MS can be used to elucidate lipid structures via fragmentation with CID, which is efficient for breaking different types of fragile bonds. But this technique cannot reliably differentiate between oxidations occurring at different parts of the lipid. That is a problem for analyzing lipids used for mRNA encapsulation, as some species can cause the loss of mRNA function through adducts, while others do not. Therefore, there is a need for MS methods with sufficient elucidation power and dynamic range to distinguish between different types of oxidation in lipids at very low levels.

MS platforms with alternative fragmentation, such as EAD, can be used as an orthogonal analytical strategy, providing more rich fragmentation spectra and increased fragment coverage to elucidate structural information for complete lipid characterization (7). EAD technology has proven amply capable in clearly identifying and quantifying oxidized lipids attributed to a loss of mRNA function (9). The increased dynamic range and added sensitivity of EAD enables the detection of impurities at very low abundance, while at the same time offering better coverage of bond breakage, allowing researchers to identify the exact oxidation site. EAD comprehensively fragments lipids along the headgroup and fatty acid chains, enabling differentiation among several oxidized lipids.

For in-depth analysis of complex biological mixtures, EAD can deliver new information that can clarify molecular structures (7). In a recent study, EAD was used to characterize the structures of the ionizable lipids MC3 and ALC-0315 and related impurities present at low levels. The EAD data was so comprehensive it could be used to distinguish structural isomers of two MC3 oxidative impurities and determine the specific sites of oxygen incorporation (11).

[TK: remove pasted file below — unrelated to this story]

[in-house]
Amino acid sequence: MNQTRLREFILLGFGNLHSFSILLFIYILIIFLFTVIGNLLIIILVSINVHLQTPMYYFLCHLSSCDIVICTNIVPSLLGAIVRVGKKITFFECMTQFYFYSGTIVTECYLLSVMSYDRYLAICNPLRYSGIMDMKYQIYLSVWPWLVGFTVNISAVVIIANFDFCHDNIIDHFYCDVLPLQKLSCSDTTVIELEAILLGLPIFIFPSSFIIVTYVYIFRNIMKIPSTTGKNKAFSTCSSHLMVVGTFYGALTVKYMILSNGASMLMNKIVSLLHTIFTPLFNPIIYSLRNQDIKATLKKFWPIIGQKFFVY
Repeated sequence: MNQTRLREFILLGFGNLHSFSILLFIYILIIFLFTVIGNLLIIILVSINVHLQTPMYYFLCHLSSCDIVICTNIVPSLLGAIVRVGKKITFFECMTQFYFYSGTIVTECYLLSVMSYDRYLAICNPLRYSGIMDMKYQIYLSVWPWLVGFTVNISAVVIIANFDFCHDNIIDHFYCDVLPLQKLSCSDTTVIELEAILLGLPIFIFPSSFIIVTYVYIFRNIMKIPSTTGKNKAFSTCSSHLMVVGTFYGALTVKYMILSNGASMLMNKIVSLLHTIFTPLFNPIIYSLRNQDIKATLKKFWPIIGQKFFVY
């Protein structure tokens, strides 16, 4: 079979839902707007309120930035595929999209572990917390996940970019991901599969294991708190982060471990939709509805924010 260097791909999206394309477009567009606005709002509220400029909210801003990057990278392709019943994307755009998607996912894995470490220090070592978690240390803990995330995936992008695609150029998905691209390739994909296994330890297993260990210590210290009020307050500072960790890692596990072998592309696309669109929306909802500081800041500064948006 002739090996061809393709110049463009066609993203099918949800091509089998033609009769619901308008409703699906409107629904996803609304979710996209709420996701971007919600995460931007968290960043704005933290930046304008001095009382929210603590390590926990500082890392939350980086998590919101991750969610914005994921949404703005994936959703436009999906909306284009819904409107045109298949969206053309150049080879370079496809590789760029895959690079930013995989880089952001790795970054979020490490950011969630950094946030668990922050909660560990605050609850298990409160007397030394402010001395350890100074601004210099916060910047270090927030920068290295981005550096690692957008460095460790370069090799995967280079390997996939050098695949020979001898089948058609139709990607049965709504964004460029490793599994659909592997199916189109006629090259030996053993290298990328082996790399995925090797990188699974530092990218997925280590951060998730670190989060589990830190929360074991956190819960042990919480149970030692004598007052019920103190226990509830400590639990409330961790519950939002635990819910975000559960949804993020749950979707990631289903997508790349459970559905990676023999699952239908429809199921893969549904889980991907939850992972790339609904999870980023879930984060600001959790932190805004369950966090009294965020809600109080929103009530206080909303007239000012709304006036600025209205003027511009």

Analyzing PTMs in New Protein Modalities

PTMs such as glycosylation and glycation in protein therapeutics are important to detect and manage because they can affect stability, safety and efficacy. Thus, the comprehensive characterization of N- and O-linked glycosylation and identification of advanced glycation end products (AGEs) in antibody-based therapeutics are essential for ensuring drug safety and efficacy (12,13).

Identifying and characterizing such PTMs is challenging, largely because of the time required for full glycan analysis and characterization. Collision-based tandem mass spectrometry (MS/MS) approaches, such as CID, when applied to glycopeptides, can cause a loss of labile glycan moieties, making it difficult to determine glycosylation sites, particularly for O-glycosylation (12). In addition, collision-based MS/MS approaches are ineffective for fragmenting AGEs, complicating the challenge of understanding the relationship between AGE content and product quality attributes such as color change (13).

EAD can be used along with CID to address these challenges in managing PTMs. EAD promotes superior glycopeptide analysis, given its ability to preserve the glycan structures in the fragments. Because labile glycans can be retained in the EAD fragments, accurate localization of glycosylation sites and differentiation of positional isomers of O-glycopeptides can be achieved (12).


The promise of this approach has been demonstrated with etanercept, which is a dimeric fusion protein consisting of two tumor necrosis factor receptor (TNFR)-Fc chains with three N-glycosylation and 13 O-glycosylation sites on each chain. High-quality EAD data elucidated the complex O-glycosylation profile on the peptide level and enabled the localization of O-glycopeptides containing up to seven O-glycans, and positional isomers of O-glycopeptides were differentiated in a nearly complete series of sequence ions (12).